Appropriately, along with enjoying our first sunset in 4 months, I am pleased to report that this week we successfully collected the last of our science data, and met all of our engineering, education, and outreach goals. We've had a safe, happy summer, and crew dynamics are as great as ever - we're all still friends! Today we even had a bit of time to breathe in the crisp Arctic air (and take a quick dip in Cornell Lake) and enjoy our surroundings, before beginning our mad dash to inventory, pack, clean, and write final reports.

Tomorrow we will begin our last full day on the island together by meeting with Astronaut Clay Anderson, who is currently in orbit aboard the International Space Station. Then, sadly, we will start to leave the island in groups of 2 or 3. The work won't end quite yet, however! After leaving Devon Island, we will head to Los Angeles to present preliminary results at the Mars Society conference, and we will spend the next 6 months writing up final mission results.

It has been an incredible summer and although I'm disappointed to see it coming to an end so quickly, I'm satisfied that we have accomplished exactly what we set out to do: conduct a long duration simulated Mars mission under nearly all of the constraints a real Mars crew would face, and safely execute an ambitious science program, eventually yielding results which will contribute to our understanding of Mars. At the same time, we carried out a rigorous education and outreach program, reaching hundreds of students and young professionals, and captured the imaginations of many "fans" and followers. We anticipate that our mission results will ultimately contribute to the planning of a real mission to the Red Planet, and help to inspire the next generation of explorers. I'd like to congratulate my team for a job exceptionally well done, and for always maintaining a high level of passion, enthusiasm, and dedication to our cause, as well as a great sense of adventure and fun.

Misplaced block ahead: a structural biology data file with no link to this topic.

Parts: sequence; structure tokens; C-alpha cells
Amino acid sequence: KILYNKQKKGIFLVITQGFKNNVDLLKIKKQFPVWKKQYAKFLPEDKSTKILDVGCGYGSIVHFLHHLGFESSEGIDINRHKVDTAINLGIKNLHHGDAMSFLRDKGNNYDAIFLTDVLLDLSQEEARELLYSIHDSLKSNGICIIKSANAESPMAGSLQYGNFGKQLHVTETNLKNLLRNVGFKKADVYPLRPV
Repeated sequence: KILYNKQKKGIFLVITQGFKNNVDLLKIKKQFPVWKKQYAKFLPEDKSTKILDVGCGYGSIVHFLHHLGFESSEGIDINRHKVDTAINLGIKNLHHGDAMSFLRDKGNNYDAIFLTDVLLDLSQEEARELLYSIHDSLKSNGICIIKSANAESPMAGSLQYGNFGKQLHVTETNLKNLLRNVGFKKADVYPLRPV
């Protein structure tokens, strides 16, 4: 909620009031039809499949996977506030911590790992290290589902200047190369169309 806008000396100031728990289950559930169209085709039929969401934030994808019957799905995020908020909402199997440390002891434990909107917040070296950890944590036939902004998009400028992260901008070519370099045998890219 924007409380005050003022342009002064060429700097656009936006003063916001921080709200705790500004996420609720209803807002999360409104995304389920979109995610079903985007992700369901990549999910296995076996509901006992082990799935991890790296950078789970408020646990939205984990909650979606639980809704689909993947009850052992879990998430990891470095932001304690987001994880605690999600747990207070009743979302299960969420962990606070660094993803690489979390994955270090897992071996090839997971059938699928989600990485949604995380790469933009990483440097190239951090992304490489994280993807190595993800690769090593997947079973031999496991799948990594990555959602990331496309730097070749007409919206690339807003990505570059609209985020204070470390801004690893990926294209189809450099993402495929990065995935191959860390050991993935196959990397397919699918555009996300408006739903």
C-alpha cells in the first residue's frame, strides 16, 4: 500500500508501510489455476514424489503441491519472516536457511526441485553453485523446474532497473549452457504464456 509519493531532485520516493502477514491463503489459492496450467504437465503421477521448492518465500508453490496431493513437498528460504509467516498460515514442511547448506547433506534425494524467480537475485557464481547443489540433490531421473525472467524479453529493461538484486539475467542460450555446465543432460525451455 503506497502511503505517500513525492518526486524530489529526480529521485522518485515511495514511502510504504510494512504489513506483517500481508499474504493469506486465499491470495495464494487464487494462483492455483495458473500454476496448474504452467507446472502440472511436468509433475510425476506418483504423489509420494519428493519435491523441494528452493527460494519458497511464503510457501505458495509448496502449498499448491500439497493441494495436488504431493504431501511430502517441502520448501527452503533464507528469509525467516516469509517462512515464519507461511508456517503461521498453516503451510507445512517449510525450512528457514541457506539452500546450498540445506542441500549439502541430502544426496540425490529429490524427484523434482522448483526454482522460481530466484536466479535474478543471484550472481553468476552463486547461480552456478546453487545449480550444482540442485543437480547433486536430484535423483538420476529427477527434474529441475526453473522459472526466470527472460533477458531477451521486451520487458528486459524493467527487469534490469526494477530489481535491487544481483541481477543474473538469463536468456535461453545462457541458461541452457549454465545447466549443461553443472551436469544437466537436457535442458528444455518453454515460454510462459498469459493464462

See link for individual crew summaries.


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#17 2007-10-19 06:45:38

SpaceNut
Administrator
From: New Hampshire
Registered: 2004-07-22
Posts: 17,778

Re: FMARS 2007

Want to Go to Mars? Crews Wanted for Mock Missions Family Living Analysis on Mars Expedition

If you have been waiting for your chance to learn what it is like to live and work on Mars wait no more!

The Mars Society is currently taking applications from the general public, educators, and students to develop the skills necessary to thrive in a regime analogous to The Red Planet.

2007-2008 Mars Desert Research Station Field Season Schedule

Crew D-8 (Dec. 8-23, 2007)—[Crew not assigned yet.]
Crew D-22 (Dec. 22, 2007-Jan. 6, 2008)—[Crew not assigned yet.]
Crew J-5 (Jan. 5-20, 2008)—[Crew not assigned yet.]
Crew J-19 (Jan. 19, 2008-Feb. 3, 2008)—[Crew not assigned yet.]
Crew F-2 (Feb. 2, 2008-Feb. 17, 2008)—Expedition Delta
Crew F-16 (Feb. 16, 2008-Mar. 2, 2008)—Expedition Epsilon
Crew M-1 (Mar. 1, 2008-Mar. 16, 2008)—Family Living Analysis on Mars Expedition Crew
Crew M-15 (Mar. 15-30, 2008)  Georgia Tech Crew
Crew M-29 (Mar. 29, 2008-Apr. 13, 2008)—[Two Crewmembers assigned.]
Crew A-12 (Apr. 12, 2008-Apr. 27, 2008)—Hungarian Crew

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#18 2008-02-25 08:48:34

cIclops
Member
Registered: 2005-06-16
Posts: 3,230

Re: FMARS 2007

MDRS Crew 66 Summary - 21 Feb 2008

Expedition Delta (MDRS Crew 66) was Mars Society Canada's fourth mission in their Expedition Mars Analogue Research Training Series (ExMATS). During this mission three engineers and three scientists were introduced to the systems at the Mars Desert Research Station (MDRS) and all six also gained experience in conducting research in planetary analogue environments. This was the first ExMATS mission to be instructed by two graduates of previous ExMATS missions: John Thaler (ExBeta) and Anna Grinberg (ExGamma). The ExMATS training program has a hands-on curriculum that covers topics such as power generation, water recycling systems, and extravehicular activities (EVAs). Another important objective is the cross-training which occurs as each crewmember teaches the crew about their area of expertise during an informal evening lecture series as well as impromtu lessons in the field. The training segments of the mission were a great success and the ExDelta scientists were able to complete four science projects which fulfilled the primary science objectives of the mission. The engineers were also kept busy with numerous maintenance and engineering projects.